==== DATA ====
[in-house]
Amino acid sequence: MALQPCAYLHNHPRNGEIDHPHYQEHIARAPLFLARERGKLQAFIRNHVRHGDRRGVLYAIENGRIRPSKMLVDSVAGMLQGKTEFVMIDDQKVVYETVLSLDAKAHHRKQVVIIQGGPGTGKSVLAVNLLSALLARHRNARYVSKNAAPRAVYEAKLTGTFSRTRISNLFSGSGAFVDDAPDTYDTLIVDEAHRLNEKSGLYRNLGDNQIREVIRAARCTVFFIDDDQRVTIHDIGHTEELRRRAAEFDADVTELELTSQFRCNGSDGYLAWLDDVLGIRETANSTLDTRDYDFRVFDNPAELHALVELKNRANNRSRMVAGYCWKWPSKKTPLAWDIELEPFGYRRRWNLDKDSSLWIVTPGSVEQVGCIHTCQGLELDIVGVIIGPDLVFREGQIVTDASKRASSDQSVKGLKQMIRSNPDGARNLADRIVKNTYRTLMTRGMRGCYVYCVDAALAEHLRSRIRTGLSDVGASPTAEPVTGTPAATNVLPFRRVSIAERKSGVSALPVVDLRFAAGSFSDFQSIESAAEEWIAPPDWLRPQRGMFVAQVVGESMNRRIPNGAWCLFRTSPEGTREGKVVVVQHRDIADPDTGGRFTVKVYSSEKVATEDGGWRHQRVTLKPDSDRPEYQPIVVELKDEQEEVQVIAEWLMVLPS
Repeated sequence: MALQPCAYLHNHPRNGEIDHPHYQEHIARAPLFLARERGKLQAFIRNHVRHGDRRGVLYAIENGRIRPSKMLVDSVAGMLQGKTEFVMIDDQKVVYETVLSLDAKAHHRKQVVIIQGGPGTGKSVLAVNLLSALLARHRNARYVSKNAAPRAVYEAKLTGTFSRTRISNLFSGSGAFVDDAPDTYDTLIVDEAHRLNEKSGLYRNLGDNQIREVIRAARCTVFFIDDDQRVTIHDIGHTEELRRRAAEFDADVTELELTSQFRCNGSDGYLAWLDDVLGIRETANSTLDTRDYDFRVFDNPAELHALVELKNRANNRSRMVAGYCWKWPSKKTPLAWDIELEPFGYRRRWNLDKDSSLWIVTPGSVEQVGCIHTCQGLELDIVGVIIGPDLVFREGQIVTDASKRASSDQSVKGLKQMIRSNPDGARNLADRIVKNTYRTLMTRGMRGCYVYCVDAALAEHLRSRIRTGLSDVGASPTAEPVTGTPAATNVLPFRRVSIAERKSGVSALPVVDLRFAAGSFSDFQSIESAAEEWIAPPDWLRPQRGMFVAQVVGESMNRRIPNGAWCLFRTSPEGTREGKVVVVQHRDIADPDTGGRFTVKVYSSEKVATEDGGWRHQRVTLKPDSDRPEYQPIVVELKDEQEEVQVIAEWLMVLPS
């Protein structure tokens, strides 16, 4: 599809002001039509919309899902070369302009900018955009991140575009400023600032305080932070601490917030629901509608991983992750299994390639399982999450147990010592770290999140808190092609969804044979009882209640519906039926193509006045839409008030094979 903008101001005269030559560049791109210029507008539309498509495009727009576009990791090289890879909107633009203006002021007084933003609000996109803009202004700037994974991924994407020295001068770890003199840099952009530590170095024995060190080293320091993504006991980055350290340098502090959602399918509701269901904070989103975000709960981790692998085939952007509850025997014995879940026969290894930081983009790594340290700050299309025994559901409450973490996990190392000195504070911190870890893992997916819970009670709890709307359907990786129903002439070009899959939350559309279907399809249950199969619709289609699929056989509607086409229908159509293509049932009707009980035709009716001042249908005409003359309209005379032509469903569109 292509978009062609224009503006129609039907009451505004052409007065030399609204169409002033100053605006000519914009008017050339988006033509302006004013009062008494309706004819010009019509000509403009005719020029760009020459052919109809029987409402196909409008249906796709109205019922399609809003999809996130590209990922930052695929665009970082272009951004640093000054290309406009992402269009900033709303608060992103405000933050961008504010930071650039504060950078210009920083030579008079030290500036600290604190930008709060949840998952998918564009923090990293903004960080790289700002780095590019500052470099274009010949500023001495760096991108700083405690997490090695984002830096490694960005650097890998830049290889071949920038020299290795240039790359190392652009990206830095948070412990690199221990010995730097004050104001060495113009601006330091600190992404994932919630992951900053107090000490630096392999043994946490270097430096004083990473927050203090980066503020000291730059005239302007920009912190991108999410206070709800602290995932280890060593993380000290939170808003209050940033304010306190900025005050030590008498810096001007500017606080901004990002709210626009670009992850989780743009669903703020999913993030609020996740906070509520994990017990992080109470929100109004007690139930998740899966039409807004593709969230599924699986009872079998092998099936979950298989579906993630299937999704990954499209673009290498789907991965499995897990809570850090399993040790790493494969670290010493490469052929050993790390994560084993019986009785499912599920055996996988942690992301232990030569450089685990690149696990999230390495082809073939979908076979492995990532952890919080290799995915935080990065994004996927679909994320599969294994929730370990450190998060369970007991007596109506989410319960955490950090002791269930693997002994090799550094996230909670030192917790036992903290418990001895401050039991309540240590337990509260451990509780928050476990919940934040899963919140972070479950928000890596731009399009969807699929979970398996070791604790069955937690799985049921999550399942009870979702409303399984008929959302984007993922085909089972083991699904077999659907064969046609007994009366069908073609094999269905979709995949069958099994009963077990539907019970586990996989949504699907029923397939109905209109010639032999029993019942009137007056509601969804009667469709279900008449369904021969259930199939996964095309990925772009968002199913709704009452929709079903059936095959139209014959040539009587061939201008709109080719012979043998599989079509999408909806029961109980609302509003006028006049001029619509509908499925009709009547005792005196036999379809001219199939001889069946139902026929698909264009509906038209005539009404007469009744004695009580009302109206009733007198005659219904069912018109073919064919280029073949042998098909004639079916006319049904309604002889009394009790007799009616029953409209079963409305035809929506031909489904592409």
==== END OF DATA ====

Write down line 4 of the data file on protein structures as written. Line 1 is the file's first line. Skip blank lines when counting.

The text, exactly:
């Protein structure tokens, strides 16, 4: 599809002001039509919309899902070369302009900018955009991140575009400023600032305080932070601490917030629901509608991983992750299994390639399982999450147990010592770290999140808190092609969804044979009882209640519906039926193509006045839409008030094979 903008101001005269030559560049791109210029507008539309498509495009727009576009990791090289890879909107633009203006002021007084933003609000996109803009202004700037994974991924994407020295001068770890003199840099952009530590170095024995060190080293320091993504006991980055350290340098502090959602399918509701269901904070989103975000709960981790692998085939952007509850025997014995879940026969290894930081983009790594340290700050299309025994559901409450973490996990190392000195504070911190870890893992997916819970009670709890709307359907990786129903002439070009899959939350559309279907399809249950199969619709289609699929056989509607086409229908159509293509049932009707009980035709009716001042249908005409003359309209005379032509469903569109 292509978009062609224009503006129609039907009451505004052409007065030399609204169409002033100053605006000519914009008017050339988006033509302006004013009062008494309706004819010009019509000509403009005719020029760009020459052919109809029987409402196909409008249906796709109205019922399609809003999809996130590209990922930052695929665009970082272009951004640093000054290309406009992402269009900033709303608060992103405000933050961008504010930071650039504060950078210009920083030579008079030290500036600290604190930008709060949840998952998918564009923090990293903004960080790289700002780095590019500052470099274009010949500023001495760096991108700083405690997490090695984002830096490694960005650097890998830049290889071949920038020299290795240039790359190392652009990206830095948070412990690199221990010995730097004050104001060495113009601006330091600190992404994932919630992951900053107090000490630096392999043994946490270097430096004083990473927050203090980066503020000291730059005239302007920009912190991108999410206070709800602290995932280890060593993380000290939170808003209050940033304010306190900025005050030590008498810096001007500017606080901004990002709210626009670009992850989780743009669903703020999913993030609020996740906070509520994990017990992080109470929100109004007690139930998740899966039409807004593709969230599924699986009872079998092998099936979950298989579906993630299937999704990954499209673009290498789907991965499995897990809570850090399993040790790493494969670290010493490469052929050993790390994560084993019986009785499912599920055996996988942690992301232990030569450089685990690149696990999230390495082809073939979908076979492995990532952890919080290799995915935080990065994004996927679909994320599969294994929730370990450190998060369970007991007596109506989410319960955490950090002791269930693997002994090799550094996230909670030192917790036992903290418990001895401050039991309540240590337990509260451990509780928050476990919940934040899963919140972070479950928000890596731009399009969807699929979970398996070791604790069955937690799985049921999550399942009870979702409303399984008929959302984007993922085909089972083991699904077999659907064969046609007994009366069908073609094999269905979709995949069958099994009963077990539907019970586990996989949504699907029923397939109905209109010639032999029993019942009137007056509601969804009667469709279900008449369904021969259930199939996964095309990925772009968002199913709704009452929709079903059936095959139209014959040539009587061939201008709109080719012979043998599989079509999408909806029961109980609302509003006028006049001029619509509908499925009709009547005792005196036999379809001219199939001889069946139902026929698909264009509906038209005539009404007469009744004695009580009302109206009733007198005659219904069912018109073919064919280029073949042998098909004639079916006319049904309604002889009394009790007799009616029953409209079963409305035809929506031909489904592409």